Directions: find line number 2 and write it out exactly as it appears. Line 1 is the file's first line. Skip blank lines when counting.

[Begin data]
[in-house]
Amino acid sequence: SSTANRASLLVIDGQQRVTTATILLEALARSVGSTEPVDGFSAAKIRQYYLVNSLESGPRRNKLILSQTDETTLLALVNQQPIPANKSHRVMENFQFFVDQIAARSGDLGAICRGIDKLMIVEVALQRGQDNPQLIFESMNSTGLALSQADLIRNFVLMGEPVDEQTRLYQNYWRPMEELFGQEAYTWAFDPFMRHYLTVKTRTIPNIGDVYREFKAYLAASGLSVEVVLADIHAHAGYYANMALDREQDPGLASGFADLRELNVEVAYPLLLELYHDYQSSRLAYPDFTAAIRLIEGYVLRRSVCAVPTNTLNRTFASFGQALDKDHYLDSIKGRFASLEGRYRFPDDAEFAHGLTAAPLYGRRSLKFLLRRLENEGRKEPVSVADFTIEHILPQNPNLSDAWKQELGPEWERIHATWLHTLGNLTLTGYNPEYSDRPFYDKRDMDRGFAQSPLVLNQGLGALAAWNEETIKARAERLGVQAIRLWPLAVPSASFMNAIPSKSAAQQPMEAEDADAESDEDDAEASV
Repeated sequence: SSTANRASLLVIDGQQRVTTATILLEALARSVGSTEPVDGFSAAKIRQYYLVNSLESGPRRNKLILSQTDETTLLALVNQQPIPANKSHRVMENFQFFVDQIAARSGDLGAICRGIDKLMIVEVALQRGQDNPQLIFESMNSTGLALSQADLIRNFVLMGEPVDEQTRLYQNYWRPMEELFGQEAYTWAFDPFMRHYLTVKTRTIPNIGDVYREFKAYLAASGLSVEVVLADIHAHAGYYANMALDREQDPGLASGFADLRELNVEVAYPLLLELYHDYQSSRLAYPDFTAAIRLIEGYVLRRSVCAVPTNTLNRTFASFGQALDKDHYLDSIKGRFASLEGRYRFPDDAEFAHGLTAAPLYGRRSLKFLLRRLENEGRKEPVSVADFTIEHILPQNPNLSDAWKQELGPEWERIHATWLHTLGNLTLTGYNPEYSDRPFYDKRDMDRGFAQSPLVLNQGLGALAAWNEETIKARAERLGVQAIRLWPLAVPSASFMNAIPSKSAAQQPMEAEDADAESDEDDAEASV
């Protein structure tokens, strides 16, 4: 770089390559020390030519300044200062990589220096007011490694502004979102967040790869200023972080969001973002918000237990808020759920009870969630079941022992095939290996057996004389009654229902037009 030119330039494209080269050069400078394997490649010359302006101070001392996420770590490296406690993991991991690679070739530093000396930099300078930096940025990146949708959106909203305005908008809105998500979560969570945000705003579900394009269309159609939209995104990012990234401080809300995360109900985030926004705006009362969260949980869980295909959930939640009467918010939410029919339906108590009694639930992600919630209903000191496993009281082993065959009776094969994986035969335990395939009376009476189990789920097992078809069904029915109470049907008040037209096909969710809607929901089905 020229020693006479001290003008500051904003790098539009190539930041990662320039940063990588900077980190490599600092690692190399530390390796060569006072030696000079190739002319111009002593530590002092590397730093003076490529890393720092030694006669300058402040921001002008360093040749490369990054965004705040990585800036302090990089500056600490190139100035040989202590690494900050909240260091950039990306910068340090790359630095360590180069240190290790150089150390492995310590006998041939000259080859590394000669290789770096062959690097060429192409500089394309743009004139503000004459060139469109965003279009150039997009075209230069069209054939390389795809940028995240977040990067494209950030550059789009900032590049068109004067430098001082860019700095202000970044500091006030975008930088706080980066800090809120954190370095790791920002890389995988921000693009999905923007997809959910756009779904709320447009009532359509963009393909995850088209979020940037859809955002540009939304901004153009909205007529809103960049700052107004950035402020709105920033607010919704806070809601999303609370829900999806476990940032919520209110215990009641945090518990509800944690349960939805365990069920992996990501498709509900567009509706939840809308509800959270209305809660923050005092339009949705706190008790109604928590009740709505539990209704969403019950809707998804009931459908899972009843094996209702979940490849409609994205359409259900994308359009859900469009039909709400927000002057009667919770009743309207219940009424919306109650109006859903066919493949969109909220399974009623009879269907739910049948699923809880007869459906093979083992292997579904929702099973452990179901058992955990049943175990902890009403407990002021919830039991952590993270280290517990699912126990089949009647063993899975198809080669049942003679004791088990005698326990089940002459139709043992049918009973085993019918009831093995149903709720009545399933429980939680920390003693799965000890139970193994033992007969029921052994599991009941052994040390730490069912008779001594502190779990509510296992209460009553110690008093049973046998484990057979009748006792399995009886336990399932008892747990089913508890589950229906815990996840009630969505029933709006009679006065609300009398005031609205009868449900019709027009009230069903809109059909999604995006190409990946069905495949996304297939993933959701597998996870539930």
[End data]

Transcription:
Amino acid sequence: SSTANRASLLVIDGQQRVTTATILLEALARSVGSTEPVDGFSAAKIRQYYLVNSLESGPRRNKLILSQTDETTLLALVNQQPIPANKSHRVMENFQFFVDQIAARSGDLGAICRGIDKLMIVEVALQRGQDNPQLIFESMNSTGLALSQADLIRNFVLMGEPVDEQTRLYQNYWRPMEELFGQEAYTWAFDPFMRHYLTVKTRTIPNIGDVYREFKAYLAASGLSVEVVLADIHAHAGYYANMALDREQDPGLASGFADLRELNVEVAYPLLLELYHDYQSSRLAYPDFTAAIRLIEGYVLRRSVCAVPTNTLNRTFASFGQALDKDHYLDSIKGRFASLEGRYRFPDDAEFAHGLTAAPLYGRRSLKFLLRRLENEGRKEPVSVADFTIEHILPQNPNLSDAWKQELGPEWERIHATWLHTLGNLTLTGYNPEYSDRPFYDKRDMDRGFAQSPLVLNQGLGALAAWNEETIKARAERLGVQAIRLWPLAVPSASFMNAIPSKSAAQQPMEAEDADAESDEDDAEASV